Points of Reference: Good Grief, Fruit and Other Things, Archive as Action

Socially-engaged artworks and events that reveal relationships and faith in humanity.

Claire Titleman: Good Grief Workshop
Mast on Fig, LA

Next Saturday: May 25, 2019

Once, during grad school, I installed my art in a corridor, and an artist named Emily Mast visited, saw it, emailed me, and now I’ve been aware of her goings-on for over 10 years. I try to reach out and email artists whose work I like, sometimes they’re responsive, sometimes they’re not, but I try. She’s opened a space in LA and this upcoming workshop sounds amazing.

Mast on Fig is ever so pleased to announce its second “Intimate Experience” by Claire Titleman! Intimate Experiences are performative experiments (concerts, classes, demos, meals, conversations, workshops, readings, meditations, etc.) for 15 people or less that will take place on a weekly basis over the course of this summer.

Claire Titleman
Good Grief Workshop
Saturday, May 25th  6-8 PM
Mast on Fig
4030 N Figueroa St LA 90065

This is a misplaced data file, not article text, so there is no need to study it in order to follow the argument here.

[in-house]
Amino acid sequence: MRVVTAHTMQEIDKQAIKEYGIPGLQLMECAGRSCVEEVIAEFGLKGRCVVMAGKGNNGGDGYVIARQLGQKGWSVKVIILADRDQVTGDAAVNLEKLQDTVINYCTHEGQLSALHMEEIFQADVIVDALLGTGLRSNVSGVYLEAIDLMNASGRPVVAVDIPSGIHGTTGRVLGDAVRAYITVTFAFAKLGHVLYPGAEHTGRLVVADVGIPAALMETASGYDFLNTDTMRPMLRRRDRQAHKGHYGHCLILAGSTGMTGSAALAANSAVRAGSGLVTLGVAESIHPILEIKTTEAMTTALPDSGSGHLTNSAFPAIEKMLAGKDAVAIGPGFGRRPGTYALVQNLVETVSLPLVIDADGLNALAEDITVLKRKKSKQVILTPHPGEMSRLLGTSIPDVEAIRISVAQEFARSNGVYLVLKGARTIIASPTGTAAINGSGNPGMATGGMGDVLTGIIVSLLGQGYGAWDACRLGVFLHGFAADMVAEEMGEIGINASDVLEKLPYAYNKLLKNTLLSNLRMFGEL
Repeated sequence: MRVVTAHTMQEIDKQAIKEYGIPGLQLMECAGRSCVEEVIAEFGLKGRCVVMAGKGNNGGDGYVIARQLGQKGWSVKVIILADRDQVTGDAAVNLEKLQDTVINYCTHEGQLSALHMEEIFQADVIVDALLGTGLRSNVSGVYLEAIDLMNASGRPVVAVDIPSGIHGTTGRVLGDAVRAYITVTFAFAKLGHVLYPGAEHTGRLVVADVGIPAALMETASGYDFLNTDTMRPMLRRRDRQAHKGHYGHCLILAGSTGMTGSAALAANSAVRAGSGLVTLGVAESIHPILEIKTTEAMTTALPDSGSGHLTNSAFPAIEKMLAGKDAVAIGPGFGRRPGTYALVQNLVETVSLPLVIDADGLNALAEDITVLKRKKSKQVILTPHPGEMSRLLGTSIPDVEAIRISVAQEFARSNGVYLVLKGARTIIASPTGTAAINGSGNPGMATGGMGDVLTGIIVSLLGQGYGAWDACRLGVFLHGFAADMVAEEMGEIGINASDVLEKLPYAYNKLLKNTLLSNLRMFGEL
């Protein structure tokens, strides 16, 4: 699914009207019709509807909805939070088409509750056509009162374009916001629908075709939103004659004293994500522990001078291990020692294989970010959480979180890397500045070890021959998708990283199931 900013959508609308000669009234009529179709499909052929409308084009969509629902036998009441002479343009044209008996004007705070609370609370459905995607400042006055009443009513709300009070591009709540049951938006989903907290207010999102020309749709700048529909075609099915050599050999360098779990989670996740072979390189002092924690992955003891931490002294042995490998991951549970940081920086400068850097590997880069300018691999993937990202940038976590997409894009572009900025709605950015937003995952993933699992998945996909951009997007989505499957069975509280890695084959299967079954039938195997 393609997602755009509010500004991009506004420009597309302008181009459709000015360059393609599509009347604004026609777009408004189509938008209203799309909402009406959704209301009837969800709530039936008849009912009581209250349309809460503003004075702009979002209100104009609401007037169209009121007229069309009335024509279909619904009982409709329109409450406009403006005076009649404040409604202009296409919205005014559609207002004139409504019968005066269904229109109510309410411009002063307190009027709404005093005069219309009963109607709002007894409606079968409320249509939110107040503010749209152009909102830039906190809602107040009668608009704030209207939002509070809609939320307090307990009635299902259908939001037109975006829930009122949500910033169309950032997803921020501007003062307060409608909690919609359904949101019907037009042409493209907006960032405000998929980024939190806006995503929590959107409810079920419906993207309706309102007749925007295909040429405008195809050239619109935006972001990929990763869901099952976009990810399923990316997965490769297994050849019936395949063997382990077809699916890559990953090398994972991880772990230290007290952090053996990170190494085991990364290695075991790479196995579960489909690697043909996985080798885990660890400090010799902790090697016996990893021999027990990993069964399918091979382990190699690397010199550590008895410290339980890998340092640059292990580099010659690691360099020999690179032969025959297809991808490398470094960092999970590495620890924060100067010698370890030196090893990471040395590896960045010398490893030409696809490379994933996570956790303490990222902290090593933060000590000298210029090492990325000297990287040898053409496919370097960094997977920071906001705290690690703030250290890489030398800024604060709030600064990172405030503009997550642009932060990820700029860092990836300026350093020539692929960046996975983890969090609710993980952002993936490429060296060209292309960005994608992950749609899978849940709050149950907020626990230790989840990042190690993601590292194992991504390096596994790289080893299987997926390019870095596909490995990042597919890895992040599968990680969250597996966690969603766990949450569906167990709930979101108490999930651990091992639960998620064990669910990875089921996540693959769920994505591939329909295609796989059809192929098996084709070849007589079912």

RSVP here
Limit: 10 people
$10 suggested donation

What would happen if we passed down the legacies of our loved ones — not just to our family but to strangers? Good Grief will be a space for communal grieving, an opportunity to celebrate those who passed with people they never knew. Share something of them, whether it’s concrete or ephemeral, rational or absurd. Play us or teach us a song they loved, read a letter they wrote, do show and tell with an object you inherited, bring in a food they made for you, including its recipe. Mimic their laugh, teach us how to move our hips the way their hips moved when they walked. In this way, instead of creating a legacy that goes in a straight line, we scatter it out into the universe.

The last line is such a beautiful, wonderful gesture. To me this kind of relationship-building, experience-making, trust, and reciprocity are the essence of social practice. If your story can live indelibly in the minds and hearts of nine other people, art objects and documentation are immaterial.